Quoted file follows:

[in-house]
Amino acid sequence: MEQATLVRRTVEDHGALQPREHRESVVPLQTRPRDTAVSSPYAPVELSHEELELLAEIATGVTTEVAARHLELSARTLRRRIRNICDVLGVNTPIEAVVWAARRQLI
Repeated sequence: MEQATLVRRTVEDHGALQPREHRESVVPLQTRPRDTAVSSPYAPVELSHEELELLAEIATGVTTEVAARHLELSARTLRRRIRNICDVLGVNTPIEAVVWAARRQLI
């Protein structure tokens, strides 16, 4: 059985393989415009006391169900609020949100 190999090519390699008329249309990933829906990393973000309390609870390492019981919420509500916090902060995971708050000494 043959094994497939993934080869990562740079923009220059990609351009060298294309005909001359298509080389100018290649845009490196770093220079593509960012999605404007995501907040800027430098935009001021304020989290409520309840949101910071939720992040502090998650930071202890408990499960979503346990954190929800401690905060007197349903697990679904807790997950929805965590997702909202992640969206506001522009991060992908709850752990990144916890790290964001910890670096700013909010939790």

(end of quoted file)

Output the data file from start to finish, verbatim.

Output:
[in-house]
Amino acid sequence: MEQATLVRRTVEDHGALQPREHRESVVPLQTRPRDTAVSSPYAPVELSHEELELLAEIATGVTTEVAARHLELSARTLRRRIRNICDVLGVNTPIEAVVWAARRQLI
Repeated sequence: MEQATLVRRTVEDHGALQPREHRESVVPLQTRPRDTAVSSPYAPVELSHEELELLAEIATGVTTEVAARHLELSARTLRRRIRNICDVLGVNTPIEAVVWAARRQLI
């Protein structure tokens, strides 16, 4: 059985393989415009006391169900609020949100 190999090519390699008329249309990933829906990393973000309390609870390492019981919420509500916090902060995971708050000494 043959094994497939993934080869990562740079923009220059990609351009060298294309005909001359298509080389100018290649845009490196770093220079593509960012999605404007995501907040800027430098935009001021304020989290409520309840949101910071939720992040502090998650930071202890408990499960979503346990954190929800401690905060007197349903697990679904807790997950929805965590997702909202992640969206506001522009991060992908709850752990990144916890790290964001910890670096700013909010939790």